A police torture victim is finally freed

June 28, 2018

Mark Clements is a Chicago police torture survivor, having been sentenced to life in prison without parole as a juvenile. A former board member of the Campaign to End the Death Penalty and current advisory committee member of the Chicago Torture Justice Center, Clements writes about the case of Jackie Wilson — who was tortured by Chicago police and incarcerated for decades for a crime he says he did not commit.

DESCRIPTIONS OF police torture are nothing new in Chicago courtrooms. It has been known since the early 1970s that police officers under the direction of infamous Area 2 Commander Jon Burge were torturing confessions from criminal suspects inside police interrogation rooms.

What dozens of men have described taking place in Chicago Police Department (CPD) Area 2 and 3 violent crime units is unconscionable, unthinkable and criminal: human beings chained and burned, beaten, suffocated and administered electric shocks, among other abuse.

On February 9, 1982, 21-year-old Jackie Wilson was accused of participating, along with his brother Andrew, in the murder of Chicago police officers Richard O’Brien and William Fahey.

It was a snowy afternoon when the news spread across South Side communities. The subsequent manhunt was one of the largest in Chicago history. With every hour after the officers’ deaths, police officers kicked in doors, and beat and terrorized South Siders, young and old, in search for the Wilson brothers, who were reported to be armed and dangerous.

Jackie Wilson (center) greets supporters after his release from prison in Chicago
Jackie Wilson (center) greets supporters after his release from prison in Chicago

Residents flooded the phones of Rev. Jesse Jackson and the South Side NAACP, complaining about the conduct of members of the Chicago Police Department.

Less than a week later, the Wilson brothers were arrested. Two days later, pictures of Andrew Wilson took over the headlines. They showed Wilson’s head wrapped in gauze, with bruises and a black, swollen eye.

Later, it was revealed that Andrew had been severely tortured. He was handcuffed to a radiator and burned, had cigarettes put out on his body, had a loaded gun in his mouth, and was administered electric shocks to his ear and nostrils.

All of this was done to extract a confession. (People can read about Jackie Wilson’s claims, made before the Illinois Torture Inquiry Relief Commission, which were ruled credible.)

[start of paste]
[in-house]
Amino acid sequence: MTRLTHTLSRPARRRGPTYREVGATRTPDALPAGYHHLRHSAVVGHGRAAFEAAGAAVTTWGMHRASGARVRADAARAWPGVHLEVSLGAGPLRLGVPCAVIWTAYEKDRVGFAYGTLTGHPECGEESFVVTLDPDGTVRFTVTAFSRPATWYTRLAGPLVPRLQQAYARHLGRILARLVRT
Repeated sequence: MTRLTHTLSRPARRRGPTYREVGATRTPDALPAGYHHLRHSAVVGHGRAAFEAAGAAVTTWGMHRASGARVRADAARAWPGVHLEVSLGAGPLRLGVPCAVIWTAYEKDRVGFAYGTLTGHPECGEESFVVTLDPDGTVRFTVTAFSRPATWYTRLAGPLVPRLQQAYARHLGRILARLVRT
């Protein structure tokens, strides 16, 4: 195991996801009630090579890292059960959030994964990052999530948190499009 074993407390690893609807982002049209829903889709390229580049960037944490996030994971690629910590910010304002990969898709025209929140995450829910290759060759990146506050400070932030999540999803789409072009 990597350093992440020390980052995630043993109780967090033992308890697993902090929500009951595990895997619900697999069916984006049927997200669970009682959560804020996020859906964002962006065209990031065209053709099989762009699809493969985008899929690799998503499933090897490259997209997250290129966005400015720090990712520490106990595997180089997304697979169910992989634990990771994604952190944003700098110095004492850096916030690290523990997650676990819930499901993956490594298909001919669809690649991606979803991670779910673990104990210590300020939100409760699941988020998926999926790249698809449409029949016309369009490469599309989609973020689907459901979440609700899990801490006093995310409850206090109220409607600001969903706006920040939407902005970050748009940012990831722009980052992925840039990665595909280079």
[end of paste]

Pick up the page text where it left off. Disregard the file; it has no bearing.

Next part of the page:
While Andrew’s torture made headlines, there was little mention of his brother Jackie. His story was overshadowed by the pictures of Andrew splashed across the evening news, showing all Chicagoland that Andrew had been brutalized while in police custody.

Both brothers would move to have their “confessions” ruled involuntary as a result of the torture they suffered at the hands of police. But on February 4, 1983, the brothers were tried together and found guilty by a jury. Andrew was sentenced to death. Jackie was sentenced to natural life without the possibility of parole.


IN ADDITION to the Wilsons, other men began to come forward with similar accounts of inhumane and cruel treatment inside Chicago police stations. The torturers would be identified as detectives working under the command of Jon Burge.

Burge was promoted by Chicago Mayor Jane Byrne after solving the so-called “heater case” of the murder of O’Brien and Fahey. It was one that the mayor wanted to be solved quickly, according to news accounts.

The media labeled the Wilson brothers “cop killers” and never raised doubts about their guilt. In subsequent hearings, Andrew had his death sentence overturned and was sentenced to natural life without the possibility of parole. Both brothers continued to fight for their freedom. In 2007, Andrew died from a medical complication while at the Menard Correctional Center.

In May 2015, two weeks after Burge victims won a historic settlement from the City of Chicago for their torture and false imprisonment, Jackie Wilson’s claim of torture was substantiated before the Illinois Torture Inquiry Relief Commission.

Jackie was allowed to have a judicial review of his case, and to present his claims that he was tortured and his confession coerced. In a black-and-white striped jumpsuit, Wilson was brought into the courtroom for his hearing in January 2018 — and met by an entire room of police officers, sitting as “spectators.” Officers had to be warned to not bring their weapons inside the courtroom.

The evidentiary hearing for Jackie Wilson went on for months. His lawyers presented evidence of torture, and Wilson described the unthinkable acts committed against him.